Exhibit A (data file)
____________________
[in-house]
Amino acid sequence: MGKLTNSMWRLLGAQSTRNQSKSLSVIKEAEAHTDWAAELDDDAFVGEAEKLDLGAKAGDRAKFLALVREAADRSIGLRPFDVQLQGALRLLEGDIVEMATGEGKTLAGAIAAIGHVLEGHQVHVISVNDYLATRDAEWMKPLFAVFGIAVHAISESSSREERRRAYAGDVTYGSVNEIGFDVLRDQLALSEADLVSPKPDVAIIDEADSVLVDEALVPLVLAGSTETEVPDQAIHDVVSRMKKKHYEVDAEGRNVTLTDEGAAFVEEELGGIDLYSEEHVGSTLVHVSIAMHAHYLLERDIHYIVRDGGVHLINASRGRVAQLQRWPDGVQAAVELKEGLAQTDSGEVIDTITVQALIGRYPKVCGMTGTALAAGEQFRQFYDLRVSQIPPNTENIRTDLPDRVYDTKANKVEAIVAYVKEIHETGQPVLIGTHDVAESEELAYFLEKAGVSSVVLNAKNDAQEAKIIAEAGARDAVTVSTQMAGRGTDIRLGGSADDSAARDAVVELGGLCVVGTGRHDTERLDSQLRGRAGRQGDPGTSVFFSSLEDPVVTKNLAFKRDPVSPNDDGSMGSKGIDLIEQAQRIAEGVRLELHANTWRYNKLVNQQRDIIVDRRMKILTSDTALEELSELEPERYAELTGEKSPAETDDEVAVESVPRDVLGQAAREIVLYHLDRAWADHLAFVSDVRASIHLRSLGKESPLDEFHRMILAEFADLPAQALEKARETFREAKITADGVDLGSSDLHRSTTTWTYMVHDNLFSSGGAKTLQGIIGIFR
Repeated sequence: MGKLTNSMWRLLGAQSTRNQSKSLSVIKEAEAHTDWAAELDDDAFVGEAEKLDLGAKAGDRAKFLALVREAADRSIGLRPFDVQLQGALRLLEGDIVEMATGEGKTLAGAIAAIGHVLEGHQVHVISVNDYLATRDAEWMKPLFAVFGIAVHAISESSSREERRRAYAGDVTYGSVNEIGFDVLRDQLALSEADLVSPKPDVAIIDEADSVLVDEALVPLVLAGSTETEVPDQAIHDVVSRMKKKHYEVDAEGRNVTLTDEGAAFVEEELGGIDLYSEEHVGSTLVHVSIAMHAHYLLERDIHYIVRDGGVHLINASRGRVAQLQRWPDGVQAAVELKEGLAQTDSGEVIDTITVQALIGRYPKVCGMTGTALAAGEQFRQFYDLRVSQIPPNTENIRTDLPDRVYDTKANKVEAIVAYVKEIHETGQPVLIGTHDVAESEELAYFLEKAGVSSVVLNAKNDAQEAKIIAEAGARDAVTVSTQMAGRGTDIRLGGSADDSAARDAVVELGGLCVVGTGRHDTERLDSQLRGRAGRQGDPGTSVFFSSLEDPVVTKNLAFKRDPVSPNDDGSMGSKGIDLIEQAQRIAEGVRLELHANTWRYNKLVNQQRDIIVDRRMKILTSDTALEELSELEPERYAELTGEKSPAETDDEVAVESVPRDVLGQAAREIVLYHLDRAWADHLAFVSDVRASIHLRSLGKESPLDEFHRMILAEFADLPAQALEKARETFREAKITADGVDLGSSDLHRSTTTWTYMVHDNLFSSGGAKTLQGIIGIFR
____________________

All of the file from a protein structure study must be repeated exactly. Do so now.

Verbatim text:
[in-house]
Amino acid sequence: MGKLTNSMWRLLGAQSTRNQSKSLSVIKEAEAHTDWAAELDDDAFVGEAEKLDLGAKAGDRAKFLALVREAADRSIGLRPFDVQLQGALRLLEGDIVEMATGEGKTLAGAIAAIGHVLEGHQVHVISVNDYLATRDAEWMKPLFAVFGIAVHAISESSSREERRRAYAGDVTYGSVNEIGFDVLRDQLALSEADLVSPKPDVAIIDEADSVLVDEALVPLVLAGSTETEVPDQAIHDVVSRMKKKHYEVDAEGRNVTLTDEGAAFVEEELGGIDLYSEEHVGSTLVHVSIAMHAHYLLERDIHYIVRDGGVHLINASRGRVAQLQRWPDGVQAAVELKEGLAQTDSGEVIDTITVQALIGRYPKVCGMTGTALAAGEQFRQFYDLRVSQIPPNTENIRTDLPDRVYDTKANKVEAIVAYVKEIHETGQPVLIGTHDVAESEELAYFLEKAGVSSVVLNAKNDAQEAKIIAEAGARDAVTVSTQMAGRGTDIRLGGSADDSAARDAVVELGGLCVVGTGRHDTERLDSQLRGRAGRQGDPGTSVFFSSLEDPVVTKNLAFKRDPVSPNDDGSMGSKGIDLIEQAQRIAEGVRLELHANTWRYNKLVNQQRDIIVDRRMKILTSDTALEELSELEPERYAELTGEKSPAETDDEVAVESVPRDVLGQAAREIVLYHLDRAWADHLAFVSDVRASIHLRSLGKESPLDEFHRMILAEFADLPAQALEKARETFREAKITADGVDLGSSDLHRSTTTWTYMVHDNLFSSGGAKTLQGIIGIFR
Repeated sequence: MGKLTNSMWRLLGAQSTRNQSKSLSVIKEAEAHTDWAAELDDDAFVGEAEKLDLGAKAGDRAKFLALVREAADRSIGLRPFDVQLQGALRLLEGDIVEMATGEGKTLAGAIAAIGHVLEGHQVHVISVNDYLATRDAEWMKPLFAVFGIAVHAISESSSREERRRAYAGDVTYGSVNEIGFDVLRDQLALSEADLVSPKPDVAIIDEADSVLVDEALVPLVLAGSTETEVPDQAIHDVVSRMKKKHYEVDAEGRNVTLTDEGAAFVEEELGGIDLYSEEHVGSTLVHVSIAMHAHYLLERDIHYIVRDGGVHLINASRGRVAQLQRWPDGVQAAVELKEGLAQTDSGEVIDTITVQALIGRYPKVCGMTGTALAAGEQFRQFYDLRVSQIPPNTENIRTDLPDRVYDTKANKVEAIVAYVKEIHETGQPVLIGTHDVAESEELAYFLEKAGVSSVVLNAKNDAQEAKIIAEAGARDAVTVSTQMAGRGTDIRLGGSADDSAARDAVVELGGLCVVGTGRHDTERLDSQLRGRAGRQGDPGTSVFFSSLEDPVVTKNLAFKRDPVSPNDDGSMGSKGIDLIEQAQRIAEGVRLELHANTWRYNKLVNQQRDIIVDRRMKILTSDTALEELSELEPERYAELTGEKSPAETDDEVAVESVPRDVLGQAAREIVLYHLDRAWADHLAFVSDVRASIHLRSLGKESPLDEFHRMILAEFADLPAQALEKARETFREAKITADGVDLGSSDLHRSTTTWTYMVHDNLFSSGGAKTLQGIIGIFR